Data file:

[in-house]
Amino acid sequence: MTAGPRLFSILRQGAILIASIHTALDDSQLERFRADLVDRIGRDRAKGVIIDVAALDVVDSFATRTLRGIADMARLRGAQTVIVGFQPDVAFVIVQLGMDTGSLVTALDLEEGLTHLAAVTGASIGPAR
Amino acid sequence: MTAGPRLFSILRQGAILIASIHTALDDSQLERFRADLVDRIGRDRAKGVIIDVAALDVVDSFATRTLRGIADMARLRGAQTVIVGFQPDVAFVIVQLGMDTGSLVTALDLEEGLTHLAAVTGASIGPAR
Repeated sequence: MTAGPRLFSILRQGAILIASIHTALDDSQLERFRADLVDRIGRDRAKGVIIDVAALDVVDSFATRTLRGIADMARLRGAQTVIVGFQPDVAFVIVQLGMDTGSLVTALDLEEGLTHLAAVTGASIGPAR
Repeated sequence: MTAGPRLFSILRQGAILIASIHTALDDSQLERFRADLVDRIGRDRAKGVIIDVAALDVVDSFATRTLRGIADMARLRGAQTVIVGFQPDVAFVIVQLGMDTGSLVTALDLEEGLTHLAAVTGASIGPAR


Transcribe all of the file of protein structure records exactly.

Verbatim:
[in-house]
Amino acid sequence: MTAGPRLFSILRQGAILIASIHTALDDSQLERFRADLVDRIGRDRAKGVIIDVAALDVVDSFATRTLRGIADMARLRGAQTVIVGFQPDVAFVIVQLGMDTGSLVTALDLEEGLTHLAAVTGASIGPAR
Amino acid sequence: MTAGPRLFSILRQGAILIASIHTALDDSQLERFRADLVDRIGRDRAKGVIIDVAALDVVDSFATRTLRGIADMARLRGAQTVIVGFQPDVAFVIVQLGMDTGSLVTALDLEEGLTHLAAVTGASIGPAR
Repeated sequence: MTAGPRLFSILRQGAILIASIHTALDDSQLERFRADLVDRIGRDRAKGVIIDVAALDVVDSFATRTLRGIADMARLRGAQTVIVGFQPDVAFVIVQLGMDTGSLVTALDLEEGLTHLAAVTGASIGPAR
Repeated sequence: MTAGPRLFSILRQGAILIASIHTALDDSQLERFRADLVDRIGRDRAKGVIIDVAALDVVDSFATRTLRGIADMARLRGAQTVIVGFQPDVAFVIVQLGMDTGSLVTALDLEEGLTHLAAVTGASIGPAR